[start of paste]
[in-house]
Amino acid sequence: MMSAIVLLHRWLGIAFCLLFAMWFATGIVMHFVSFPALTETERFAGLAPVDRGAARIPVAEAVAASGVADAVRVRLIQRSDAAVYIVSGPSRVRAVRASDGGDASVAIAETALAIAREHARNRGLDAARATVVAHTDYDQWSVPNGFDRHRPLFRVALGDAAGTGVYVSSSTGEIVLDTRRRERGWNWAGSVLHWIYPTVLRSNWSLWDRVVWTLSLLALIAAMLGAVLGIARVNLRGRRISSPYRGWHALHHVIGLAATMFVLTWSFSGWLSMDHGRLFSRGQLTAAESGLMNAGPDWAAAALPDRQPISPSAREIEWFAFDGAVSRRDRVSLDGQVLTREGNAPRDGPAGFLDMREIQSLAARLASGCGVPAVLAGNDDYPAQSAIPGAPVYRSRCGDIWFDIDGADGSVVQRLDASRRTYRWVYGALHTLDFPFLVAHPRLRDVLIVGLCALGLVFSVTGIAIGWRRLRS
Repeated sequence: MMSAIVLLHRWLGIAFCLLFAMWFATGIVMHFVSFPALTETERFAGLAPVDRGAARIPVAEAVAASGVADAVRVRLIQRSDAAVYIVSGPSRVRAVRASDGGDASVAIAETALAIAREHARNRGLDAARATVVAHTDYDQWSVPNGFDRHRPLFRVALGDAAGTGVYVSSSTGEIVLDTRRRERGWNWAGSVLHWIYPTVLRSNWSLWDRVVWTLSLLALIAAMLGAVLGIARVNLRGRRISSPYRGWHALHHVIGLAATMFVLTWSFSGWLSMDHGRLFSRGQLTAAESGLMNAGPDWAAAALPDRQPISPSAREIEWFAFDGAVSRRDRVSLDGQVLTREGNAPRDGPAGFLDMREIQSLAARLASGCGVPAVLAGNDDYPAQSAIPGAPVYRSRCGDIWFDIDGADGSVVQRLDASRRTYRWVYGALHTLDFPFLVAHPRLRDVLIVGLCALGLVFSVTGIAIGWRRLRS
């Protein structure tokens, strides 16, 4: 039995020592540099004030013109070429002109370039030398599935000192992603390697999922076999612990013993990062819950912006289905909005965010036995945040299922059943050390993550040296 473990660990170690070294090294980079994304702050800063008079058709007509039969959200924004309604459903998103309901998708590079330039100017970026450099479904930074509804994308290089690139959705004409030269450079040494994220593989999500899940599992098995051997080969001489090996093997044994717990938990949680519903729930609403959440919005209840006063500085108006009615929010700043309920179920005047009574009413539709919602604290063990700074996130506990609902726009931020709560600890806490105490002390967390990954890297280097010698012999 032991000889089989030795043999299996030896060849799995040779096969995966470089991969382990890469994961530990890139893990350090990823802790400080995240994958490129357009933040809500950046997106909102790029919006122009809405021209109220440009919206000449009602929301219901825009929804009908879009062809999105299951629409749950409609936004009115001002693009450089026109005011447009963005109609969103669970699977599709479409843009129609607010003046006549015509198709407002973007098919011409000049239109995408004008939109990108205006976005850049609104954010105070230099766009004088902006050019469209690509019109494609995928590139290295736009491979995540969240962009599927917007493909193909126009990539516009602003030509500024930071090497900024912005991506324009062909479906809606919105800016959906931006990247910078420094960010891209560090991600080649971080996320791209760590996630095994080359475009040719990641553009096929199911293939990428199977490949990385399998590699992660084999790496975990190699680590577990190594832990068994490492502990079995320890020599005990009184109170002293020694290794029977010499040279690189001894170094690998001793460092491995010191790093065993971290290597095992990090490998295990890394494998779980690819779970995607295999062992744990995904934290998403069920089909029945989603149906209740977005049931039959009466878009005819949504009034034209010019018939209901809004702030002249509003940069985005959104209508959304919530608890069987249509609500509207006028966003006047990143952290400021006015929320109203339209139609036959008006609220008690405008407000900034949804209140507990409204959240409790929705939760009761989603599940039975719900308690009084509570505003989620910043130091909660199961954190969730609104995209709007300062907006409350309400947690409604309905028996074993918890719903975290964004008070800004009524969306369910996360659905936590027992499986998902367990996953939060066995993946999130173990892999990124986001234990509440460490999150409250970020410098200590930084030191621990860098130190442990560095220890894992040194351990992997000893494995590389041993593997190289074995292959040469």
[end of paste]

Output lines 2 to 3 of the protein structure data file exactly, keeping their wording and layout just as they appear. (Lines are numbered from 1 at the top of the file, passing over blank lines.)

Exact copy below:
Amino acid sequence: MMSAIVLLHRWLGIAFCLLFAMWFATGIVMHFVSFPALTETERFAGLAPVDRGAARIPVAEAVAASGVADAVRVRLIQRSDAAVYIVSGPSRVRAVRASDGGDASVAIAETALAIAREHARNRGLDAARATVVAHTDYDQWSVPNGFDRHRPLFRVALGDAAGTGVYVSSSTGEIVLDTRRRERGWNWAGSVLHWIYPTVLRSNWSLWDRVVWTLSLLALIAAMLGAVLGIARVNLRGRRISSPYRGWHALHHVIGLAATMFVLTWSFSGWLSMDHGRLFSRGQLTAAESGLMNAGPDWAAAALPDRQPISPSAREIEWFAFDGAVSRRDRVSLDGQVLTREGNAPRDGPAGFLDMREIQSLAARLASGCGVPAVLAGNDDYPAQSAIPGAPVYRSRCGDIWFDIDGADGSVVQRLDASRRTYRWVYGALHTLDFPFLVAHPRLRDVLIVGLCALGLVFSVTGIAIGWRRLRS
Repeated sequence: MMSAIVLLHRWLGIAFCLLFAMWFATGIVMHFVSFPALTETERFAGLAPVDRGAARIPVAEAVAASGVADAVRVRLIQRSDAAVYIVSGPSRVRAVRASDGGDASVAIAETALAIAREHARNRGLDAARATVVAHTDYDQWSVPNGFDRHRPLFRVALGDAAGTGVYVSSSTGEIVLDTRRRERGWNWAGSVLHWIYPTVLRSNWSLWDRVVWTLSLLALIAAMLGAVLGIARVNLRGRRISSPYRGWHALHHVIGLAATMFVLTWSFSGWLSMDHGRLFSRGQLTAAESGLMNAGPDWAAAALPDRQPISPSAREIEWFAFDGAVSRRDRVSLDGQVLTREGNAPRDGPAGFLDMREIQSLAARLASGCGVPAVLAGNDDYPAQSAIPGAPVYRSRCGDIWFDIDGADGSVVQRLDASRRTYRWVYGALHTLDFPFLVAHPRLRDVLIVGLCALGLVFSVTGIAIGWRRLRS